For all three browsers, we’ll use the same applet, called Renegade. Renegade isn’t really dangerous, but it does try to find out your name, using System.getProperty(""). This action is not allowed in the applet sandbox, to protect the privacy of the user. In Renegade, we enclose this call in a try block in case a SecurityException is thrown. Save the source code for this class in

import java.applet.*;
import java.awt.*;

public class Renegade extends Applet {
  private String mMessage;

  public void init() {
    try {
      mMessage = "Your name is " + System.getProperty("") + ".";
    catch (SecurityException e) {
      mMessage = "Can't get your name, due to a SecurityException.";

  public void paint(Graphics g) {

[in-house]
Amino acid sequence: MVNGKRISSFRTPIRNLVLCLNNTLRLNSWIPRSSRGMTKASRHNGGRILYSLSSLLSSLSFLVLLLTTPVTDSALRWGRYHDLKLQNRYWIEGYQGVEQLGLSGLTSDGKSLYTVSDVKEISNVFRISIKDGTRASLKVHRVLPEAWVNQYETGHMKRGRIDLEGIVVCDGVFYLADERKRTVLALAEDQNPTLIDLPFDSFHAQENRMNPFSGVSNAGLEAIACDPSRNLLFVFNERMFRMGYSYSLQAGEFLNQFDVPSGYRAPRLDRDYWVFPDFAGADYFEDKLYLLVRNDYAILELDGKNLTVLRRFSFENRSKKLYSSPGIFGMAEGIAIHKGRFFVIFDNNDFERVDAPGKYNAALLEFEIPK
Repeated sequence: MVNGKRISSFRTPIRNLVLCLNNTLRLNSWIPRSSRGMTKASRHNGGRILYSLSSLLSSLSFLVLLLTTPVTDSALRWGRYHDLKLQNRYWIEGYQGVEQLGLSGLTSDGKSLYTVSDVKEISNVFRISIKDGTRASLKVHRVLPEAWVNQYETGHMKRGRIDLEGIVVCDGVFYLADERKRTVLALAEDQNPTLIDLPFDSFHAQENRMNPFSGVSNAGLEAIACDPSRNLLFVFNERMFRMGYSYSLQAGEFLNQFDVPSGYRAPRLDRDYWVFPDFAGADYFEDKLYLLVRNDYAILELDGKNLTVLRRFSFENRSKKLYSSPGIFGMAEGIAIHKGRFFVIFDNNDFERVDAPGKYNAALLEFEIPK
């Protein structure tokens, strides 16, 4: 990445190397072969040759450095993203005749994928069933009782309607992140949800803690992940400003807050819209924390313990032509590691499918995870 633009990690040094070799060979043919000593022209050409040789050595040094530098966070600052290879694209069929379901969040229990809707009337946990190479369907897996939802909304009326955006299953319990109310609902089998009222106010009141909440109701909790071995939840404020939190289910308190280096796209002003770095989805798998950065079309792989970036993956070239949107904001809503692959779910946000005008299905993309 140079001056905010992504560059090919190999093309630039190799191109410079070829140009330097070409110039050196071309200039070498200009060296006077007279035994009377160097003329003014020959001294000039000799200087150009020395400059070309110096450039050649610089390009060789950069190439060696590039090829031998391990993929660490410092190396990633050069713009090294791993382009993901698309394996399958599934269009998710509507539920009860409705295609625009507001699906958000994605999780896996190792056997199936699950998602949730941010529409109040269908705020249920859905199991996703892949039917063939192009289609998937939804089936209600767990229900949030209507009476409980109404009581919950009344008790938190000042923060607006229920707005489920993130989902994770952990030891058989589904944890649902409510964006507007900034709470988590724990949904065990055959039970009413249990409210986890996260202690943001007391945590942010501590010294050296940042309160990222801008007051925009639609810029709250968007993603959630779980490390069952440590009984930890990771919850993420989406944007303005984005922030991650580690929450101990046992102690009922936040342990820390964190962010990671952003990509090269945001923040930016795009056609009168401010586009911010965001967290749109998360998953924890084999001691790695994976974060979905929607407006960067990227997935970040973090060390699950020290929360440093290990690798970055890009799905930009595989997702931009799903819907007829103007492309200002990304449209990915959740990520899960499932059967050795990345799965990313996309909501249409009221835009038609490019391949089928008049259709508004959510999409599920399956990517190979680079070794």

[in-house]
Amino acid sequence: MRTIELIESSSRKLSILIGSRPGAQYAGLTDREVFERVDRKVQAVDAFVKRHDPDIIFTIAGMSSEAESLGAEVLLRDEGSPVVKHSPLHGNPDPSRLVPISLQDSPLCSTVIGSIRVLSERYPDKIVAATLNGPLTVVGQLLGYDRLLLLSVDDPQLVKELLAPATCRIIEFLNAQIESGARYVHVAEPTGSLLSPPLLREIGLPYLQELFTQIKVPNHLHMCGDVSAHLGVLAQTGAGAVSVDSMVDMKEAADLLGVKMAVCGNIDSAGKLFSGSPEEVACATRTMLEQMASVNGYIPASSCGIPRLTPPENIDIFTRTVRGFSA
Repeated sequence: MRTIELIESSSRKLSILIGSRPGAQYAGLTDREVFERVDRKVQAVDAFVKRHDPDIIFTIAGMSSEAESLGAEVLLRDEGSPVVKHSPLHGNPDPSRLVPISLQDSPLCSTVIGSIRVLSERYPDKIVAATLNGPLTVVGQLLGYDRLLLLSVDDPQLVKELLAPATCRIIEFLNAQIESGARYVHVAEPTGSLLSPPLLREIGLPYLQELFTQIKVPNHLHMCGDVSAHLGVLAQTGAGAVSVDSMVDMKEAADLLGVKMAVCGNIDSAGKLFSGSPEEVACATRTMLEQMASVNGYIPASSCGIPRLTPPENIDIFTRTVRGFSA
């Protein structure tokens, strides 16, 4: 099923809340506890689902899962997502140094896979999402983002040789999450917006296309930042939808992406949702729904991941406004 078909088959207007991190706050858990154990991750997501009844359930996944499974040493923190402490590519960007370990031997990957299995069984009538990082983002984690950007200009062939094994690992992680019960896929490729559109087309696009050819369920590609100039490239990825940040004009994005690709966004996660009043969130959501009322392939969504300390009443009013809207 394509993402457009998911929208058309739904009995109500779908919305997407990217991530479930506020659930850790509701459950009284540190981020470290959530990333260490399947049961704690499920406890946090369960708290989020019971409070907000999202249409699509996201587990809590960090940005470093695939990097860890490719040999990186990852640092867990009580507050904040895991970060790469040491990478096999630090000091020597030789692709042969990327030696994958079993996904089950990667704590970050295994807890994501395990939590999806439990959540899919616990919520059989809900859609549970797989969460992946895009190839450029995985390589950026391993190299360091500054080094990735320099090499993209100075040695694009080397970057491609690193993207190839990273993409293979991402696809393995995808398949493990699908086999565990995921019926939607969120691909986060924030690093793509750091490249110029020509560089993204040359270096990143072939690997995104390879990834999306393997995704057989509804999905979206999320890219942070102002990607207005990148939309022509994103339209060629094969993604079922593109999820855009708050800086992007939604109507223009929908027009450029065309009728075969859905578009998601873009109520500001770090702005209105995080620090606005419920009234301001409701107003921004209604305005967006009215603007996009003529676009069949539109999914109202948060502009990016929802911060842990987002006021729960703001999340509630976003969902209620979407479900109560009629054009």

g.drawString("Renegade", 25, 25);
    g.drawString(mMessage, 25, 50);

The HTML page that contains this applet, Renegade.html, is as follows:

  <applet code = Renegade width = 300 height = 200></applet>

If you point your browser at this applet, the call to System.getProperty() fails, just as we expected. Figure 8.1 shows this applet in Navigator 4.01.

The unsigned Renegade applet can’t get out of the sandbox
Figure 8-1. The unsigned Renegade applet can’t get out of the sandbox

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